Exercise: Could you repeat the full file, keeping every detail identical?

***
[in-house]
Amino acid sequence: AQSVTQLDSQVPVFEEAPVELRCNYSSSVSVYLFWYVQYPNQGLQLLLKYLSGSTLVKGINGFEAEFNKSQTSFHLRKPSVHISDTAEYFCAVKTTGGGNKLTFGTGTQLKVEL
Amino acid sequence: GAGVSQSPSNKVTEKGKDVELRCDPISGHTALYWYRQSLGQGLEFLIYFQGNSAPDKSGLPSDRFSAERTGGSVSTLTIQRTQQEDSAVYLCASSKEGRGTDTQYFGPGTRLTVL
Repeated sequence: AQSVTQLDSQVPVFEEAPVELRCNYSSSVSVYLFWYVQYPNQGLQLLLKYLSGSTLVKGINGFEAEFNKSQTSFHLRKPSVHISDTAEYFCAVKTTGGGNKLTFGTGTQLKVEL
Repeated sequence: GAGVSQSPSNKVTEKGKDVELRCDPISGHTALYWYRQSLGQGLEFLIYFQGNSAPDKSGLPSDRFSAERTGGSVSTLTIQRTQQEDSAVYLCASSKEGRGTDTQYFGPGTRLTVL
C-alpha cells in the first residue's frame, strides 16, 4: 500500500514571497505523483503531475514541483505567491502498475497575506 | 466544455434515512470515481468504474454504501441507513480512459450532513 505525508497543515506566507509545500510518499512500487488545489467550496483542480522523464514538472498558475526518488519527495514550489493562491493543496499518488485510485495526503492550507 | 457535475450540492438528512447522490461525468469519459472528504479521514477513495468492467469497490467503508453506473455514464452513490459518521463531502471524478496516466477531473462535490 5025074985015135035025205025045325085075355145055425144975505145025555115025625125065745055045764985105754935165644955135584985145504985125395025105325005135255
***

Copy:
[in-house]
Amino acid sequence: AQSVTQLDSQVPVFEEAPVELRCNYSSSVSVYLFWYVQYPNQGLQLLLKYLSGSTLVKGINGFEAEFNKSQTSFHLRKPSVHISDTAEYFCAVKTTGGGNKLTFGTGTQLKVEL
Amino acid sequence: GAGVSQSPSNKVTEKGKDVELRCDPISGHTALYWYRQSLGQGLEFLIYFQGNSAPDKSGLPSDRFSAERTGGSVSTLTIQRTQQEDSAVYLCASSKEGRGTDTQYFGPGTRLTVL
Repeated sequence: AQSVTQLDSQVPVFEEAPVELRCNYSSSVSVYLFWYVQYPNQGLQLLLKYLSGSTLVKGINGFEAEFNKSQTSFHLRKPSVHISDTAEYFCAVKTTGGGNKLTFGTGTQLKVEL
Repeated sequence: GAGVSQSPSNKVTEKGKDVELRCDPISGHTALYWYRQSLGQGLEFLIYFQGNSAPDKSGLPSDRFSAERTGGSVSTLTIQRTQQEDSAVYLCASSKEGRGTDTQYFGPGTRLTVL
C-alpha cells in the first residue's frame, strides 16, 4: 500500500514571497505523483503531475514541483505567491502498475497575506 | 466544455434515512470515481468504474454504501441507513480512459450532513 505525508497543515506566507509545500510518499512500487488545489467550496483542480522523464514538472498558475526518488519527495514550489493562491493543496499518488485510485495526503492550507 | 457535475450540492438528512447522490461525468469519459472528504479521514477513495468492467469497490467503508453506473455514464452513490459518521463531502471524478496516466477531473462535490 5025074985015135035025205025045325085075355145055425144975505145025555115025625125065745055045764985105754935165644955135584985145504985125395025105325005135255